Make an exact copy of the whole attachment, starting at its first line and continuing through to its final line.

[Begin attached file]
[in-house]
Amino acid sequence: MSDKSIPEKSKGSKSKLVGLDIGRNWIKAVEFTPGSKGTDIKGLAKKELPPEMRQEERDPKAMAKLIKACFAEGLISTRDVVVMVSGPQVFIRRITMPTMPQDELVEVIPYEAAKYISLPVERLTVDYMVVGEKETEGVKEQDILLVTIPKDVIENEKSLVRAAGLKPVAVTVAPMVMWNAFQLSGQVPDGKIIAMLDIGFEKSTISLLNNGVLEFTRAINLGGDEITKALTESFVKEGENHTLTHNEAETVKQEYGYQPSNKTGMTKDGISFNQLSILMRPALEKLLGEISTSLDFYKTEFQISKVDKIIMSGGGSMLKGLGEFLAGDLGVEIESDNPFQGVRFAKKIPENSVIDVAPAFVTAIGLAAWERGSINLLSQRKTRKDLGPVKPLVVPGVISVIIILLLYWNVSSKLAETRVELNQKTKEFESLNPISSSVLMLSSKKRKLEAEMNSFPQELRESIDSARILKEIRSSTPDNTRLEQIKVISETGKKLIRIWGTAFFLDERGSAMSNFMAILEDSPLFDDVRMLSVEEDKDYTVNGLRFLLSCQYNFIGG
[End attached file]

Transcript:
[in-house]
Amino acid sequence: MSDKSIPEKSKGSKSKLVGLDIGRNWIKAVEFTPGSKGTDIKGLAKKELPPEMRQEERDPKAMAKLIKACFAEGLISTRDVVVMVSGPQVFIRRITMPTMPQDELVEVIPYEAAKYISLPVERLTVDYMVVGEKETEGVKEQDILLVTIPKDVIENEKSLVRAAGLKPVAVTVAPMVMWNAFQLSGQVPDGKIIAMLDIGFEKSTISLLNNGVLEFTRAINLGGDEITKALTESFVKEGENHTLTHNEAETVKQEYGYQPSNKTGMTKDGISFNQLSILMRPALEKLLGEISTSLDFYKTEFQISKVDKIIMSGGGSMLKGLGEFLAGDLGVEIESDNPFQGVRFAKKIPENSVIDVAPAFVTAIGLAAWERGSINLLSQRKTRKDLGPVKPLVVPGVISVIIILLLYWNVSSKLAETRVELNQKTKEFESLNPISSSVLMLSSKKRKLEAEMNSFPQELRESIDSARILKEIRSSTPDNTRLEQIKVISETGKKLIRIWGTAFFLDERGSAMSNFMAILEDSPLFDDVRMLSVEEDKDYTVNGLRFLLSCQYNFIGG